Welcome! Lenkaland shares my adventures in creative photography, raising two kids, writing, living with chronic illness, raising a daughter with dyslexia, and swimming with mermaids. Hope you have a nice stay!

Virginia City Adventures

20120718-103206.jpg Monday we drove to historic Virginia City, Nevada. I was around nine years old the last time I saw Virginia City, so sharing it with my own nine year old girl was a treat. We wandered down the boardwalk and visited dramatic shops.

The colorful history of buildings fascinated us. Ian in particular loved the idea of a ghost town so he found hauntings everywhere. Anika was convinced after seeing that the ghost adventurers visited.


Of course exposed stairways like this sealed the deal.

And the Bucket of Blood saloon means that Virginia City is a legit ghost town for sure.

I was amazed to see things from a very different place in my life. I remembered certain things, like the Bucket of Blood, which was very cool. And I remembered the Silver Dollar Lady, a wall-size collection of silver dollars fashioned into a lady's dress. For some reason, that made a big impression on my childhood. We searched her out because she was hidden in a saloon. On the way we found other cool distractions like this:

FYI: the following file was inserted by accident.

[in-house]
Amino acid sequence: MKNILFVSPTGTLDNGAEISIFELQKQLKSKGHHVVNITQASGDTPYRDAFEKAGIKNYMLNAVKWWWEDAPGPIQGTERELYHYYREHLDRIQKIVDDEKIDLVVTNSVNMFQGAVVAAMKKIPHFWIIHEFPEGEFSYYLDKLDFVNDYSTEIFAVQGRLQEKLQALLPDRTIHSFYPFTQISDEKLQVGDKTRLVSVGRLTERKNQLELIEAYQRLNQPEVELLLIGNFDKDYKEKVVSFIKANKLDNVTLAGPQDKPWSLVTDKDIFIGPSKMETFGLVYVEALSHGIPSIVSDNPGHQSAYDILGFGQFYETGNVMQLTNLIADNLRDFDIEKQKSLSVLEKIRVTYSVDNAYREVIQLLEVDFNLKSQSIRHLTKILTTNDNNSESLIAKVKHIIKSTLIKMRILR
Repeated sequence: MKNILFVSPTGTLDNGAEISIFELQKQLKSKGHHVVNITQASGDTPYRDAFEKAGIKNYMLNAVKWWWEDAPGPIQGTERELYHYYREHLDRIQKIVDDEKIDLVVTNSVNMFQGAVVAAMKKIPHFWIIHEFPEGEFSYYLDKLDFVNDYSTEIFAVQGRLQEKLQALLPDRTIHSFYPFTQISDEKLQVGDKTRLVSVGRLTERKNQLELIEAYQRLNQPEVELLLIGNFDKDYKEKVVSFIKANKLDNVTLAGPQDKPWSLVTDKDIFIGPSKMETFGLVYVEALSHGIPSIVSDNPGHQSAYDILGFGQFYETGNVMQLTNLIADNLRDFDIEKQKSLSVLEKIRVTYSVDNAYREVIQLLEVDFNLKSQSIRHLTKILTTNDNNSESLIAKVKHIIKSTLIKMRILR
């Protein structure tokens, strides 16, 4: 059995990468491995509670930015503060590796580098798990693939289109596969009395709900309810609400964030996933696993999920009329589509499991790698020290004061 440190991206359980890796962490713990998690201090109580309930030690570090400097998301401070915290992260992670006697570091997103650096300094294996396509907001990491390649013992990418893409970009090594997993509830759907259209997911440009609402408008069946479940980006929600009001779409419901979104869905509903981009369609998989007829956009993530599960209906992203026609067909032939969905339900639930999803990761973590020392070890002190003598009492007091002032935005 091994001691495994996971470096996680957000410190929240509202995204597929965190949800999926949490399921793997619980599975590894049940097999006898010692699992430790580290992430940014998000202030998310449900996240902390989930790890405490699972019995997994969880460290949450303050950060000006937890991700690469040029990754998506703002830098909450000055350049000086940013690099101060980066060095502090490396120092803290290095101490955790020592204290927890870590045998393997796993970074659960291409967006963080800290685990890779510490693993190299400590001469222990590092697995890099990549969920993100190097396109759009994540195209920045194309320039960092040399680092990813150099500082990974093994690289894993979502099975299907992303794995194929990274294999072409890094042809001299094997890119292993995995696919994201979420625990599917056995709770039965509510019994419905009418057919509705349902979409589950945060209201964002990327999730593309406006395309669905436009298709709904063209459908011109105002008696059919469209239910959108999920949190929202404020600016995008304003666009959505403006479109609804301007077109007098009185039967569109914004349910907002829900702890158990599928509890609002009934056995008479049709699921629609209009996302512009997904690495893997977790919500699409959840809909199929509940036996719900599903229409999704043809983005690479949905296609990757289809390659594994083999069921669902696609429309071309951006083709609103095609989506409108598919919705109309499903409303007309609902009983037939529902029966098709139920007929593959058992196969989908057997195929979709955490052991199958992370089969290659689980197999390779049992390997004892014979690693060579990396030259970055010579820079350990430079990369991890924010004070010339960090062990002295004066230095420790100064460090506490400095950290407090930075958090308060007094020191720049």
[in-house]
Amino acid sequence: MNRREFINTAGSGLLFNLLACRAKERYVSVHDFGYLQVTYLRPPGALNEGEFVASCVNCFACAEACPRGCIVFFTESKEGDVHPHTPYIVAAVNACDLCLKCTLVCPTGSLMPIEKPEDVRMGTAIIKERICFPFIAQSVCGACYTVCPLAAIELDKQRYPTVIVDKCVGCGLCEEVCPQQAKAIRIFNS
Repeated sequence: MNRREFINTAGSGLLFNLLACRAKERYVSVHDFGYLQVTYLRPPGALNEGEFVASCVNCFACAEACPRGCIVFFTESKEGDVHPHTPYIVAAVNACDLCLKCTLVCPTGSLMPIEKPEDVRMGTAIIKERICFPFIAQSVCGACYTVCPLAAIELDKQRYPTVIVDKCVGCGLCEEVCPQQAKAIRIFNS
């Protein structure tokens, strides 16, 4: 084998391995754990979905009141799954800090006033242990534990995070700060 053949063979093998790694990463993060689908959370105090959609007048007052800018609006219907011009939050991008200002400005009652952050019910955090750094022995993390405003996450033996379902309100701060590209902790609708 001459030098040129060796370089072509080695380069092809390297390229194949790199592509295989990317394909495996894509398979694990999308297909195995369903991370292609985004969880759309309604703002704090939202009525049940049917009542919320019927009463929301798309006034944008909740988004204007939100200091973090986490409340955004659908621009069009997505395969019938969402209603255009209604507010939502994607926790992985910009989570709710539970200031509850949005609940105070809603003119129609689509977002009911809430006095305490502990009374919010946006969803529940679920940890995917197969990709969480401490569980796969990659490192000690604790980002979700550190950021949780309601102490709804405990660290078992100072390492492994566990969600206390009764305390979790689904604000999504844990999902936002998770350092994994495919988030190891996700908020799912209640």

And this:

I loved the vast desert views. Our gold-mining town is tucked into a thick pine forest. This one felt like a survivor-town, rugged and remote, a lost place that landed among stern mountains and dry dirt.

Our big splurge was taking the kids on a train ride. Turned out it was a real steam engine! It whooshed and chugged and whistled loud blasts into the desert sky.

The track led us through an old tunnel to where scars from pit mining dug into the mountains. What an environmental mess. The sweet thing was that the kids brought their little souvenir animals, caring for them along the way.

They were giddy-happy on the train.






We finished our day at the cemetery (appropriate). It may sound strange, but I love cemeteries. I have vivid memories of the first visit here as a child. Back then, I was struck by a deep fear of being forgotten. I wanted to be remembered. I thought it was the saddest thing in the world to be lost, all memories, all stories, lost. Over time I have reconciled with that early terror of disappearing. Now, I find cemeteries a place of remembering. These are the stories left on stone, wound into iron gates, distilled into names and dates and perhaps a quote. More than the loss, I see the continuing now. By visiting, by remembering, we hold the past within the present. They have not disappeared. Even while their stones sink into the earth. Or crack. Or are blasted clean by constant dusty winds. The journey matters.





And so many children are buried in this cemetery. We all appreciated each other as we drove home. Appreciated this day. Appreciated life.

A good journey :)



Oh, and we found the Silver Lady!


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